Work begins (sort of)

I had my two first days of work and now we have a holiday, so it’s back to long walks and reading all day. I met with a group of my colleagues, including the pedagogical director, who is responsible for all the teachers in the secondary school, and we organized the different students into classes (turmas). Even though it was tedious it felt good to be doing something as part of the school and to be interacting with my colleagues.

One of my two fellow English teachers recently arrived back in town, and she has been a god-send. Her name is Etelvina and we hit it off right away. She speaks very good English and we have been communicating about half in English, half in Portuguese so we both get to practice our second language. As well as talking a lot about the school and English teaching, she has been helping me in other ways as I continue to figure out how to live here.

One day Etelvina brought me some fried fish, and when I expressed ignorance about where to buy fish, she said that fisherman bring their fresh catches from the river to the neighborhood to sell and that she would send them to me when they next came. The next night there was a knock on my door, and outside was a young man with ten fish just out of the water, strung through their throats on a piece of reed. I had to gut, clean and fry them right away, however, because they would have spoiled without refrigeration. Unfortunately, some had to go to waste because even ten small fish is a lot for one person.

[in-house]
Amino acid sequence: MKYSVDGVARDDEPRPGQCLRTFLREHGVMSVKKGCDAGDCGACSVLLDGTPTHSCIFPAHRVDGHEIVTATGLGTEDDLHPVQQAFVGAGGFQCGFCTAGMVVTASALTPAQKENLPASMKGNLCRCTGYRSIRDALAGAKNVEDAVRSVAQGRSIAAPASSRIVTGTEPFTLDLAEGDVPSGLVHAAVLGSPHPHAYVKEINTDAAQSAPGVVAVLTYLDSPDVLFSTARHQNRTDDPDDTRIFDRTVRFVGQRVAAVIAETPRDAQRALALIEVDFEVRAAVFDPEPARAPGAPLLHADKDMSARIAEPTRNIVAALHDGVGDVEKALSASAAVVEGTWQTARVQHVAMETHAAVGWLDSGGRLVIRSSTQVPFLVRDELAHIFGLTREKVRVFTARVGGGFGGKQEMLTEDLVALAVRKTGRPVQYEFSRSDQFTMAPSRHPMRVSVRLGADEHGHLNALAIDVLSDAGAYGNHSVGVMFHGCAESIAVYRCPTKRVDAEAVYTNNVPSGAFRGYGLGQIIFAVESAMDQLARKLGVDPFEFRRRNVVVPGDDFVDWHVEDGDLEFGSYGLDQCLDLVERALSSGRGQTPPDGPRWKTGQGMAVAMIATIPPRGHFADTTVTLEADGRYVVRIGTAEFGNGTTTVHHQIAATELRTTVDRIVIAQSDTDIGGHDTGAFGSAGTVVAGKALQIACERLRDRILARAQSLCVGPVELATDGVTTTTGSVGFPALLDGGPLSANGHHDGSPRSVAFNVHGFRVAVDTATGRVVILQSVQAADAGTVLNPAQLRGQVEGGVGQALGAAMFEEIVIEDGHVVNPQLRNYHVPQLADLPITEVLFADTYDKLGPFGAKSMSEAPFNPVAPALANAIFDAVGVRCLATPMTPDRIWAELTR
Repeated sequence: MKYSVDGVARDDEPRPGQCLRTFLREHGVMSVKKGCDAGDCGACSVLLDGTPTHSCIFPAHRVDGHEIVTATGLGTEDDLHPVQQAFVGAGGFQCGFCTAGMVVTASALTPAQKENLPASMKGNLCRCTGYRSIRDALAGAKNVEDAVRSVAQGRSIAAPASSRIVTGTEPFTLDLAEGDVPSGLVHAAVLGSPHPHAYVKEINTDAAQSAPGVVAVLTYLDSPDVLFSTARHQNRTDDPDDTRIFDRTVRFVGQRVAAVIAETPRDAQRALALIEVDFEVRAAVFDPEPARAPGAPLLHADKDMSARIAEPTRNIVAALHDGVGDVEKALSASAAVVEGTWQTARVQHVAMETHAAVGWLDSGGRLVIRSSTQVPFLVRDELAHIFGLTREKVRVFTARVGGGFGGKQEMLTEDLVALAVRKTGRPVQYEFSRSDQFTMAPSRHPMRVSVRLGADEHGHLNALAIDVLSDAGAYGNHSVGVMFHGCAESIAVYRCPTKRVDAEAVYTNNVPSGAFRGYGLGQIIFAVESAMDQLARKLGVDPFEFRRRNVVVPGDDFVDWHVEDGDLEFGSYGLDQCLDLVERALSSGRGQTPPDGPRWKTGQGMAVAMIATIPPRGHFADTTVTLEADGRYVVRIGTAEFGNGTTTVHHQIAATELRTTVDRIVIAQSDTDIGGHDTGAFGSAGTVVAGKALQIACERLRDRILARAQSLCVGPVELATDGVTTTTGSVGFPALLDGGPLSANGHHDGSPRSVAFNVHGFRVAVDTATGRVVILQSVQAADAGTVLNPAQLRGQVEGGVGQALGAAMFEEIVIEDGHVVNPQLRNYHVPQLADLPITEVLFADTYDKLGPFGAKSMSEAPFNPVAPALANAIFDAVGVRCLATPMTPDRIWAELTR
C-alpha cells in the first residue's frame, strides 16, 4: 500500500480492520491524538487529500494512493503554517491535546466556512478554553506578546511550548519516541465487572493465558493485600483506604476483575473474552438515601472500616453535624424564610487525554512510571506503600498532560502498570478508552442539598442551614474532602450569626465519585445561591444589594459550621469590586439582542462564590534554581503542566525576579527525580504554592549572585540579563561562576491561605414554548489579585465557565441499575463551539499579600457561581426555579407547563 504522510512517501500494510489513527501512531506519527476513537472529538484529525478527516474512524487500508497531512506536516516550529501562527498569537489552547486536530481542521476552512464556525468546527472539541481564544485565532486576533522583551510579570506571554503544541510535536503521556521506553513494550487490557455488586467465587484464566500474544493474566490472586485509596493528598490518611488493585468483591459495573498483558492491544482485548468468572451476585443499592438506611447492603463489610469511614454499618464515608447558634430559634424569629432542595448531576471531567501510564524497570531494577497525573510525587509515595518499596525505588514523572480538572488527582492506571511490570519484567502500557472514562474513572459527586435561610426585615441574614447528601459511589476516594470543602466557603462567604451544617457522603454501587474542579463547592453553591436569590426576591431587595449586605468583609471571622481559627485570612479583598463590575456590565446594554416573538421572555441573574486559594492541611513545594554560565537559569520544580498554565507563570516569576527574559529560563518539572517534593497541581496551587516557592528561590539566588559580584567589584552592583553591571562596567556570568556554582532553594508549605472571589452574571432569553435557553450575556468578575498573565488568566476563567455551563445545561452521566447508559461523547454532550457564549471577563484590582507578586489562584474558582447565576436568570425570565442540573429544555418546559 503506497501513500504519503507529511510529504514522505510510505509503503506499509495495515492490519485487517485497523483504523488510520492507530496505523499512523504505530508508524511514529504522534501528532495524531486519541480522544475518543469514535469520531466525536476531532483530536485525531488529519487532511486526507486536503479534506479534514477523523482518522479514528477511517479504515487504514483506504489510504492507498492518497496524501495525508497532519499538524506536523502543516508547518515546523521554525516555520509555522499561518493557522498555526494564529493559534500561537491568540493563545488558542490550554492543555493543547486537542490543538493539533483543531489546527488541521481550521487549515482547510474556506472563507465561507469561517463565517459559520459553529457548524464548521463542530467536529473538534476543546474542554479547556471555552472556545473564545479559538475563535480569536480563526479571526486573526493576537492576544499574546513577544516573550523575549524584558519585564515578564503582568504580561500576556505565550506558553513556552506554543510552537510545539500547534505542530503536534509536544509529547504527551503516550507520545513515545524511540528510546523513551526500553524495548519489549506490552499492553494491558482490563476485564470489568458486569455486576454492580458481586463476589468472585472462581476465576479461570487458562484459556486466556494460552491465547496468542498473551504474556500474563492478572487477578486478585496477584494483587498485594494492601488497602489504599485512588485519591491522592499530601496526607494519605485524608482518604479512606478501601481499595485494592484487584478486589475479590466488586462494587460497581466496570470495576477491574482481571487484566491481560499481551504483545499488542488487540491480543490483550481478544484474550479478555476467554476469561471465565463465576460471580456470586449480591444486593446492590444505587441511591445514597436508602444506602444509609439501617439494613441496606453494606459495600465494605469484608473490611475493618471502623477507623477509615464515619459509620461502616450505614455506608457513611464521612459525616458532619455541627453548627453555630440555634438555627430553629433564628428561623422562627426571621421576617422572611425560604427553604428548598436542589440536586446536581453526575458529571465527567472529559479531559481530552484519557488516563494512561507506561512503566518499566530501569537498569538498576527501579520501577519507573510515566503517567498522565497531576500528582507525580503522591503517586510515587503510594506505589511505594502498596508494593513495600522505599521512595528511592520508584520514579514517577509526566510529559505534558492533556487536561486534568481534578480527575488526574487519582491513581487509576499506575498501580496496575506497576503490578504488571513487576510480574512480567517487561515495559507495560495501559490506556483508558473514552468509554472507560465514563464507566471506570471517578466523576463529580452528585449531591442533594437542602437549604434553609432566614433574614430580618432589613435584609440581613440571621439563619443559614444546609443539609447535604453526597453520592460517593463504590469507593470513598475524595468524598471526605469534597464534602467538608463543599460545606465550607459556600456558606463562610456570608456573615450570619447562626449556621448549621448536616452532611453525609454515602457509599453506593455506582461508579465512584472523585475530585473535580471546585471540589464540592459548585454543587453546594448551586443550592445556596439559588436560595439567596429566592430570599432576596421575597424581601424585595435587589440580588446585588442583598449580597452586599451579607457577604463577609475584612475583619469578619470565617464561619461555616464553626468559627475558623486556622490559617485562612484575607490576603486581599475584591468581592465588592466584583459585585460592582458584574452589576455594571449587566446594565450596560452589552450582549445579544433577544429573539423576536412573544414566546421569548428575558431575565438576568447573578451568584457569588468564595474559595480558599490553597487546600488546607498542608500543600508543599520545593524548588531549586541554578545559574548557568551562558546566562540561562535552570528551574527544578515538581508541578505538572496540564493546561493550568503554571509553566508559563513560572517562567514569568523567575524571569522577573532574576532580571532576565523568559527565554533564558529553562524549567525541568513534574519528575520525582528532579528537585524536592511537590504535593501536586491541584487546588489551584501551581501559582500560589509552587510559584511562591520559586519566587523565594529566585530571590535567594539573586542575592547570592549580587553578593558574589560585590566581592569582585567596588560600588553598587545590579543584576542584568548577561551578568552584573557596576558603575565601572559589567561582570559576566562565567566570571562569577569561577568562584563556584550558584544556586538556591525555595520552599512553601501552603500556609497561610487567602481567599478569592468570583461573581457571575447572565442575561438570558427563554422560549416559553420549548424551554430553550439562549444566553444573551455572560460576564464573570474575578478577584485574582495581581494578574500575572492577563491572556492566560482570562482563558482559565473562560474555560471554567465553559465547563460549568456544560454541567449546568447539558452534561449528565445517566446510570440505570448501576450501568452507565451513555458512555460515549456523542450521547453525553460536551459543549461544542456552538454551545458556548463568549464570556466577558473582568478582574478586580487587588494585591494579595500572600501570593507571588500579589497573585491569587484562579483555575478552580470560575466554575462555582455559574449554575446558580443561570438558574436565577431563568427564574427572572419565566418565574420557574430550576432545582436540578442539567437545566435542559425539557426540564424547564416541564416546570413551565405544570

I have also become friends with one of the junior priests, Bernardo. He found out last week that he has been transferred back to work in Beira after about a year in Estaquinha. I’m sorry to see him go, but I think it is probably a good move for him: I can tell he misses the city. It is interesting that many of the people in leadership roles at the mission are also from outside of the community. As far as I can tell, the assignment of a teacher in Mozambique is entirely at the discretion of the Ministr of Education, who assigns teachers to schools all over the country. I don’t know that Estaquinha would have been the first choice for many of them: they remark how poor we are, without 24-hour electricity and cell phone service, and joke about the lack of variety at the market. Yet that isn’t to say that people don’t seem happy or committed to their jobs, because for the most part, so far, they do.

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